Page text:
Next edition of the Disability Blog Carnival will be hosted by Connie Kuusisto at the [with]TV blog--she set the theme, "Disability in the Media: Tell us of your experiences and/or your impressions." Connie welcomes submissions by email, and you can also use the form, or leave comments here or there, for consideration.

Anyone want to host a spring carnival? I'm now recruiting hosts for March, April, and May. Email me or leave a comment here and we'll work out a schedule. Hosting the Carnival is a commitment of time and energy, but it's also fun, and it helps the rest of us keep track of what's new and interesting out there.

Saturday, December 08, 2007

National Library of Medicine's historical image collection online

A message on H-Sci-Med-Tech pointed me to the National Library of Medicine's History of Medicine image collection online--wow. It's an amazing collection of images from all times and places. Many recent public service posters and program covers, but also much older stuff, like the lithograph I've included at left, titled "Souvenirs of War": it's captioned in French, and from the uniforms I'm assuming early 19c. The caption is in French, and repeats a refrain, "ah, quel plaisir d'etre un soldat!"

[Further image description: All four men visible are using different orthopedic supports--one man in the distance is walking with crutches; another closer to the viewer is also using two crutches, but has his leg hitched up; a third man, in the center of the frame, is using two simple "peg-leg" style lower-limb prosthetics, and a thin cane; the fourth man, on the right, is in a box-like chair with small wooden wheels; he may also have his head/neck wrapped (it's hard to tell).]

Friday, December 07, 2007

Radio interview with Burch & Joyner

Disability history on your iPod--it's a click, drag, and drop away. North Carolina Public Radio aired a nice long half-hour interview today with Susan Burch and Hannah Joyner, authors of Unspeakable: A Life Story of Junius Wilson (UNC Press 2007). It's online here.

Thursday, December 06, 2007

Reports of my death... ah, you know...

According to our sitemeter, someone in the US (AOL doesn't give locations) came to the Disability Studies blog tonight with the search string "Penny L. Richards' death." And stayed for almost 3 minutes, so they weren't just clicking around. I certainly hope they didn't find what they were looking for, with that phrase.

One possible explanation is that there's a romance writer who uses the pen-name "Penny Richards," and there's a Canadian mystery writer, Linda L. Richards, whose most recent book is called "Death was the Other Woman"--maybe the searcher combined the two authors' names by mistake, and was looking for the novel?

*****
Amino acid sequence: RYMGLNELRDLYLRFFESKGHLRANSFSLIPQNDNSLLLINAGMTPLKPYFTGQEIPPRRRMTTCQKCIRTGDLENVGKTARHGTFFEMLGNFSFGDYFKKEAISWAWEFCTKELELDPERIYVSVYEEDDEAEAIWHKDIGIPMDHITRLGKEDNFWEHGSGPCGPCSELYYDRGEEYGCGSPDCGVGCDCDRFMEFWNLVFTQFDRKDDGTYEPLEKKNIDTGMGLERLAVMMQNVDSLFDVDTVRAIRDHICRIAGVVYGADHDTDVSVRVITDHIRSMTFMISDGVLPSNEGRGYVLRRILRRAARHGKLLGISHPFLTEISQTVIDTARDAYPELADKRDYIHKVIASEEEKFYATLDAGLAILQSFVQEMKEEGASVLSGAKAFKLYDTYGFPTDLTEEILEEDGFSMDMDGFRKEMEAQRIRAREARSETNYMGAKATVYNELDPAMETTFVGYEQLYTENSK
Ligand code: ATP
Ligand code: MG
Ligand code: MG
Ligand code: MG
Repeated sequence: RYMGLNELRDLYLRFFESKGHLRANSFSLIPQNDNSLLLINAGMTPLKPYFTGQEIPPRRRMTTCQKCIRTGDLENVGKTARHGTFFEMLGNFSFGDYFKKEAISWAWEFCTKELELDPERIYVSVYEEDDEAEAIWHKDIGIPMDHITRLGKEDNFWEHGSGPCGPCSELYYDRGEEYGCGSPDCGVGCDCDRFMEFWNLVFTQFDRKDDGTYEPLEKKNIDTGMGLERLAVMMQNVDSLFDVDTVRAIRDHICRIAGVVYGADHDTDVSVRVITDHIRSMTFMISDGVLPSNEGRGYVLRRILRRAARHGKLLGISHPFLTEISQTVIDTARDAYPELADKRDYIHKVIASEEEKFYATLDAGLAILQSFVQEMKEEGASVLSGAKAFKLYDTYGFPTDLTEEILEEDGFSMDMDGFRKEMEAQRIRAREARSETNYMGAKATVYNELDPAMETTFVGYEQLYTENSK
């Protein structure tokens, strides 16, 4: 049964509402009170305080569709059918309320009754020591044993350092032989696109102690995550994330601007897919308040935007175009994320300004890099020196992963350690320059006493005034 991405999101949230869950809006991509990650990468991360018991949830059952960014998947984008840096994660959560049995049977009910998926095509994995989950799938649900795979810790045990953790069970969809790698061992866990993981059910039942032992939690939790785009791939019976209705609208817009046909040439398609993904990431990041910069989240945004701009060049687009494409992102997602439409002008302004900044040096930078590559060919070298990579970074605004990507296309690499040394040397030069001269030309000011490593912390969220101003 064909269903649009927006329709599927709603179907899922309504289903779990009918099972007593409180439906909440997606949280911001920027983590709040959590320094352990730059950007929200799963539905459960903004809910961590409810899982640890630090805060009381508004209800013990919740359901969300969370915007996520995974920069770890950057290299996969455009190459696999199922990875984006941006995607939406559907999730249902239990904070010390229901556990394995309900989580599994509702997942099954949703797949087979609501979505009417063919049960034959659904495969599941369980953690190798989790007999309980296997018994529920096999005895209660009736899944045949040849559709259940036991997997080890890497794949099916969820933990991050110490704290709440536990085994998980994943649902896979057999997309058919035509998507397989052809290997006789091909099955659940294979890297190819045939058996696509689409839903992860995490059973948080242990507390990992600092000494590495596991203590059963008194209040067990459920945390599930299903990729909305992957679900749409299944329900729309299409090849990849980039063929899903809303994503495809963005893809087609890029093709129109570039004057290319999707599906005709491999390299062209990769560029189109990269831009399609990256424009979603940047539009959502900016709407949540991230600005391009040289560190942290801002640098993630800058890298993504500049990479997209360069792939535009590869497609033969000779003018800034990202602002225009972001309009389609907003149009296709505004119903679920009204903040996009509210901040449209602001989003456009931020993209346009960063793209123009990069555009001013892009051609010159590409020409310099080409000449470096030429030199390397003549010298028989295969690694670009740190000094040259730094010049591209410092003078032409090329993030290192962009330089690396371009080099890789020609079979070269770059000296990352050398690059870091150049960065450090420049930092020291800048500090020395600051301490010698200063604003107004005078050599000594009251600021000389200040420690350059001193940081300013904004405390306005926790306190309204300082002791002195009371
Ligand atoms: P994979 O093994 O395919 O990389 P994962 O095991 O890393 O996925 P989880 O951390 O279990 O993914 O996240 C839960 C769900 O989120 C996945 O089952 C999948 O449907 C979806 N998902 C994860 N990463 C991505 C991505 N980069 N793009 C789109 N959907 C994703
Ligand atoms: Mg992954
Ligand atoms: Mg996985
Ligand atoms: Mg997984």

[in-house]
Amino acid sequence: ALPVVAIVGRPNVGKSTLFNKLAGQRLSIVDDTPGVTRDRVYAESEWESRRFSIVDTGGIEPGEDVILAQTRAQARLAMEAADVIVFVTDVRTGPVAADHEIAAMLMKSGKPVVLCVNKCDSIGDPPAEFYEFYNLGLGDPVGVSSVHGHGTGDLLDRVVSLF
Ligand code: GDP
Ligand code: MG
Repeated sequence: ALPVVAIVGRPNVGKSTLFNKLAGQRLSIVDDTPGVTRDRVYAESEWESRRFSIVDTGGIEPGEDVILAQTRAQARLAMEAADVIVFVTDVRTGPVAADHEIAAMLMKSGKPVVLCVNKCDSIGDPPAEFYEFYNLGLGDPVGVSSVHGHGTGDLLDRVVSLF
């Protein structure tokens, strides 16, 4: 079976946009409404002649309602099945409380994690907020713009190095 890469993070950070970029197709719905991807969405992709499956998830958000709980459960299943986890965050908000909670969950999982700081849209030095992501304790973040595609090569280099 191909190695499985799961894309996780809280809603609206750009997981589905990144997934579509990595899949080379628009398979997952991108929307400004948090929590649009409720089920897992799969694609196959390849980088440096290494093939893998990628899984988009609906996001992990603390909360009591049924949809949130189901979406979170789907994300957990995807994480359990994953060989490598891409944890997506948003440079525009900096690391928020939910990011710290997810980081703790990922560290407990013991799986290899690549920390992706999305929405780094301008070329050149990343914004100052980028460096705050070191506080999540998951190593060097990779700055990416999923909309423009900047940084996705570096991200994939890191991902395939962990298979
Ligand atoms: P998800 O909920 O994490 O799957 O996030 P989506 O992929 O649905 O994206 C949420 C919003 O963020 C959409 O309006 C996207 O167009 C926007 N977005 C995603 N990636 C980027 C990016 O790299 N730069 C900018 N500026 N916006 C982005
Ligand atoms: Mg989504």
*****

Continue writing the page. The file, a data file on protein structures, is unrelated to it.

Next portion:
It might also be a genealogist or historian looking for a death date or an obituary--I've been known to search names with "obituary" or "died," when looking for a quick confirmation of a date.

Or maybe one of my students is hoping for a last minute reprieve from submitting a course paper? Sorry, they're still due Monday morning.

I figure by posting this, I've recorded the search for posterity, anyway. And now back to our usual programming.)

Wednesday, December 05, 2007

Stop Eugenics video and the HFEB

The HFEB, or Human Fertilisation and Embryology Bill (the full phrase sounds ominous already, doesn't it?) is a piece of legislation before the British parliament that would make it illegal for couples or individuals to choose for an "abnormality." Clause 14 spells it out:
Persons or embryos that are known to have a gene, chromosome or mitochondrion abnormality involving a significant risk that a person with the abnormality will have or develop—

(a) a serious physical or mental disability,
(b) a serious illness, or
(c) any other serious medical condition,

must not be preferred to those that are not known to have such an abnormality.
This would prohibit, say, a Deaf woman from choosing a deaf donor to increase the chances of her child being deaf like her. There are myriad other troubling possibilities. English bloggers Grumpy Old Deafies are all over the case. Today they posted a video made in protest of the HFEB by

Transcript of the title cards, which appear in white against black, between scenes of a line of paper cutout dolls being cut away from the line, one by one, with large scissors:

Nobody's perfect.
Not even you.
Stop Eugenics.
Just stop.

More videos from the same campaign are here.

Monday, December 03, 2007

A new vocabulary

Kay Olson of the Gimp Parade is reaching a much larger readership now, as a permanent addition to the team at Alas, a Blog. And congratulations to the Alas blog owner on such a fine choice! In the comments stream of her first post, the usual question about language came up--is it disablist to say someone you dislike is "psycho," or to call bad ideas "lame" or "idiotic"? Yeah, it is. Sorry. I know, maybe it seemed cool in high school, but "lame" isn't your best choice. And it's stale, too. Here, for future reference, are some words that might be more precisely descriptive, with the bonus of not involving whole groups of perfectly decent disabled people in your disapproval:
Got more? That list didn't take long to come up with, no thesaurus required. The Friday spelling test is optional.